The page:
Austin (KXAN) — Texas Governor Greg Abbott threatened state intervention to address homelessness in Austin Wednesday, but some of the biggest advocates behind addressing the issue in Austin say they’ve needed state help for a while now — but in the form of more funding.
Wednesday, Abbott announced he had sent a letter to Austin Mayor Steve Adler demanding that the mayor and the Austin City Council address what the governor referred to as, “the growing homelessness crisis by November 1, 2019.” The governor explained that if he does not witness “consequential improvement” by that date, he intends to direct multiple state agencies to intervene. Abbott suggested ideas such as bringing in additional state troopers to enforce state law and prohibit criminal trespassing.
Since Austin’s council passed ordinances largely decriminalizing sitting, camping or lying down in most public places on June 20, Abbott has taken to social media several times to express disapproval of the policies and of the perpetuation of homelessness in Austin. However, at least one example the governor has pointed to as an indicator of homeless individuals causing problems in Austin has since been unsubstantiated by accounts from Austin Police.
Matt Mollica, the new Executive Director for Austin’s s Ending Community Homelessness Coalition (ECHO), said he takes issue with the way the governor is characterizing homelessness in Austin.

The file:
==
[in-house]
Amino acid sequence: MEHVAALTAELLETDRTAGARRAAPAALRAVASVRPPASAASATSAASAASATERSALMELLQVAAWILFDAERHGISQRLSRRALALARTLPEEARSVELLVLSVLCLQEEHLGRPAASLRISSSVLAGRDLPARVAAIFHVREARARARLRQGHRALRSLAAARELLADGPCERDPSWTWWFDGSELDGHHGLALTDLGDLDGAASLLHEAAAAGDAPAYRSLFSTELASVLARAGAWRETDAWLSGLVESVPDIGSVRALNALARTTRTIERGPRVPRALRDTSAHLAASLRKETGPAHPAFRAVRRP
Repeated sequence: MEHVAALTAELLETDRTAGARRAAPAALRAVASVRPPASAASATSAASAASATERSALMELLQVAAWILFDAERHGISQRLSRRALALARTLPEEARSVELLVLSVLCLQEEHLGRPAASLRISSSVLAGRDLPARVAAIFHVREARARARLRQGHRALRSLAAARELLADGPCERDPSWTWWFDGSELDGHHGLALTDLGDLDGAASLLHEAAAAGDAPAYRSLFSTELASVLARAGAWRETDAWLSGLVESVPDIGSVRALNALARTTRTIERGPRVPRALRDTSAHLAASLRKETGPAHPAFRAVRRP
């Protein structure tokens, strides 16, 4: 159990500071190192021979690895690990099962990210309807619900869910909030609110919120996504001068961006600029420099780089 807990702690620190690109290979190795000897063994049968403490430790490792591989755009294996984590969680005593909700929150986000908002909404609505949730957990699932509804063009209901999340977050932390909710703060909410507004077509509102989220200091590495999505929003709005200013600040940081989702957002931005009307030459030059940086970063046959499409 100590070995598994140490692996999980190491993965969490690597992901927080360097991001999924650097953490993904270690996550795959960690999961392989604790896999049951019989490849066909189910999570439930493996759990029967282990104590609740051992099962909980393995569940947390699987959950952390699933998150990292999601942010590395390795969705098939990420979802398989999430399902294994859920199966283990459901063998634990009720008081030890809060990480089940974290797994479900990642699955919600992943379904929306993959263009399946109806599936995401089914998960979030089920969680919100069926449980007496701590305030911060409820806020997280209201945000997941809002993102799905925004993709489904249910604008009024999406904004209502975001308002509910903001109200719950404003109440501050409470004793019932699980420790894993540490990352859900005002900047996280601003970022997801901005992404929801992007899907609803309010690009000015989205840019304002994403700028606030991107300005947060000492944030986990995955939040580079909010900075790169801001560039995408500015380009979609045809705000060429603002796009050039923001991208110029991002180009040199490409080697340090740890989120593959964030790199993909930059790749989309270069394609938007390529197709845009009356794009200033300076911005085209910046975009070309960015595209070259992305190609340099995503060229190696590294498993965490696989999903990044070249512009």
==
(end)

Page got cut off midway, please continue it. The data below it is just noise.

Mollica believes the governor’s statement suggests that “people experiencing homelessness are violent drug-using people, who are littering the streets with feces or other garbage or litter, and that’s biased, it’s uninformed, and it’s not fair.”
The work that ECHO does in Austin trying to bring people out of homelessness in Austin is impacted by a lack of state funding, Mollica says.
“[The governor’s] idea that we’ll have some resolution to this without any committed resources from the state to impact this is absurd and uninformed,” he added.
“If the governor and his office want to sit down and talk with us about addressing homelessness, we’d be more than happy to talk with him about what works and what doesn’t work,” Mollica said. “The sweeping and the policing of people into the fringes of our society, that doesn’t work.”
Funding to address homelessness
The state of Texas does put resources toward addressing homelessness. The State’s Legislative Budget Board helped KXAN to find a comprehensive list of those programs.
The Texas Department of Housing and Community Affairs has a program called the Homeless Housing and Services Program which offers funds to cities with 285,500 or more people (including Austin). The Texas Legislature has allocated $12.9 million for that program which will be allocated throughout Fiscal Years 2020 and 2021. In the 2020 Fiscal Year, $4.9 million of that amount will go towards addressing homelessness and $1.5 million will go toward addressing youth homelessness.
The Texans Veterans Commission offers funds to help homeless veterans, that program has been allocated $12.2 million to cover the 2020 and 2021 Fiscal Years.
The Health and Human Services Commission provides a Healthy Community Collaborative state grant to offer services for people experiencing homelessness and those with mental illness or substance abuse issues, that program is allocated up to $25 million to be used throughout the 2020 and 2021 Fiscal Years.
The programs combined could total to as much as $62.7 million in state funding in total between now and the end of 2021 Fiscal Year.